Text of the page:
For a long time, the ECS was thought to be confined to the CB1 and CB2 receptors with other receptors playing minor roles in the ECS. In recent years, this has been shown to be untrue. This paper adds to this knowledge, exploring the way that the orphan G-protein coupled receptor 55 (GPR55) is acted upon by cannabinoids, how and where it is expressed in the body, and the potential therapeutic pathways that this entails.
Here is the full scientific article if you wish to download it.
The GPR55 receptors is particularly exciting for the expansion of our knowledge of the ECS because it is not a specific endocannabinoid receptor. While most known cannabinoid ligands will bind to GPR55, it also has a specific ligand, LPI, and a high affinity for another, O-1602. A partial affinity for cannabinoids, its own specific ligands, and the potential for more that are as yet undiscovered, make GPR55 a complicated and currently confusing receptor. Its profile is not fully elucidated but is clearly an important potential for future therapies.
The difference in structure between the largely similar CB1 and CB2 receptors and the GPR55 receptor is both interesting and potentially useful. It does not bind to cannabinoids in with the same affinity as the CB receptors and this is both the reason it has taken a long time to find and elucidate, and the reason it is so exciting to scientists.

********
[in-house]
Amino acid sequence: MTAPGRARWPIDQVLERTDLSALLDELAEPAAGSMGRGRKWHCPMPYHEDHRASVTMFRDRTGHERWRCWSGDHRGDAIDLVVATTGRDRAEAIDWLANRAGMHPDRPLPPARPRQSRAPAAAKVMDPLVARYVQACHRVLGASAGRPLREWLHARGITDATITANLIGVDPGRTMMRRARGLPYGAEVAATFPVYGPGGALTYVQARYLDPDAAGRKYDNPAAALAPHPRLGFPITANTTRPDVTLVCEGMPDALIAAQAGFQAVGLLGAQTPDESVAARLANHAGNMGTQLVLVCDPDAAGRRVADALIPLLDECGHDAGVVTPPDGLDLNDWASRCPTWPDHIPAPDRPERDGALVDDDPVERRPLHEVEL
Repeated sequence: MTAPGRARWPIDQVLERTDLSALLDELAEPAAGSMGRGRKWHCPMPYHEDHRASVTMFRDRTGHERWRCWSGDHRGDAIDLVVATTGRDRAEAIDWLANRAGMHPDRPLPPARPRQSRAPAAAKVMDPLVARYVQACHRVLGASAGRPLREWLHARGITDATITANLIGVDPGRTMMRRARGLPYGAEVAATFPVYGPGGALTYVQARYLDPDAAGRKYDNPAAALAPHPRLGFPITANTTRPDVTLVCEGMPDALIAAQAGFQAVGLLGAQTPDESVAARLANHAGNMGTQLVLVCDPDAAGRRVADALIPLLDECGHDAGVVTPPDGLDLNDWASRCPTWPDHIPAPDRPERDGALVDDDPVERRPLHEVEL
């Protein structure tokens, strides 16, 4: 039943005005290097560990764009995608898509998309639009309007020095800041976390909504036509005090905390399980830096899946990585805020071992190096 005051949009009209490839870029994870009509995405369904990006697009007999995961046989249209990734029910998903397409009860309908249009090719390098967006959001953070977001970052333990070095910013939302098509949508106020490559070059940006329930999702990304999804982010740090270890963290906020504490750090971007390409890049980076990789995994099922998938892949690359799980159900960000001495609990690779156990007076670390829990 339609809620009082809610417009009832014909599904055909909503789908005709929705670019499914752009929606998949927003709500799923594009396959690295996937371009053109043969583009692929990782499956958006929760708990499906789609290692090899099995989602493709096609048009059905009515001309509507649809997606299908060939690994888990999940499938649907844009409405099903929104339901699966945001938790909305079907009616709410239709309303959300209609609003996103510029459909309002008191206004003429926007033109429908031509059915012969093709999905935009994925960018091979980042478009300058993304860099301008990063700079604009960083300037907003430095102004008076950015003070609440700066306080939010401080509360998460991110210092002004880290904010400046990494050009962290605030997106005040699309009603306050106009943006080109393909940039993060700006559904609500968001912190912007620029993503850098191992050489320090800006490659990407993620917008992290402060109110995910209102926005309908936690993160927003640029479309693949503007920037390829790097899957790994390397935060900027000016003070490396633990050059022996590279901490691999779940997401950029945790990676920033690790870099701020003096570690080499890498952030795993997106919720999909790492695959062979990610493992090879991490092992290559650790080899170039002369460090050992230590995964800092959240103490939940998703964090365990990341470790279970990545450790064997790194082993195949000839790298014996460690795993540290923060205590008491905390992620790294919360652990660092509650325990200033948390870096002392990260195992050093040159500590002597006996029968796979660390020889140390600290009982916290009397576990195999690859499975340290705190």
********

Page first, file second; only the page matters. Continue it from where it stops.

The overall effects of the ECS have been explored for some time but a distinct ECS receptor that is both in different tissues and plays different roles massively expands the potential for understanding of how the brain and other tissues grow, are regulated, and how we can possibly exploit this system for therapeutic benefit.
Cannabinoids play an important part in the proliferation of cancer cells. This is not well understood, but the authors suggest that GPR55 is a key player in the dynamics of cancerous tumours and cells. The agonist LPI is found in higher than normal concentrations in the blood plasma of patients with ovarian cancer.
The “expression of GPR55 correlates with aggressiveness” of tumours in humans. When GPR55 receptors were blockaded, the proliferation of ovarian, prostate, brain, and breast cancer cells decreased. Further evidence suggests that reducing GPR55 expression can significantly reduce proliferation and even halt the growth of cancers.
The as yet partially unexplored role of GPR55 in immune responses is possibly the reason that GPR55 knock out mice were immune to induced hyperalgesia, or extreme pain sensitivity. This suggests a very strong role in pain response and modulation via the GPR55 receptor, and presents an exciting new avenue for novel pain relieving drugs.
LPI “induced the expression of genes involved in fat deposition”. As LPI is a GPR55-specific ligand, it suggests that it might also be a target for the effective treatment of obesity. The picture of GPR55 in the body is still unclear but it is now known to be a partial cannabinoid receptor, is expressed in many different tissues, and changes how several important processes in the body work.
It is a possible target for pain relief, obesity, and the treatment of several different forms of cancer. More research is needed.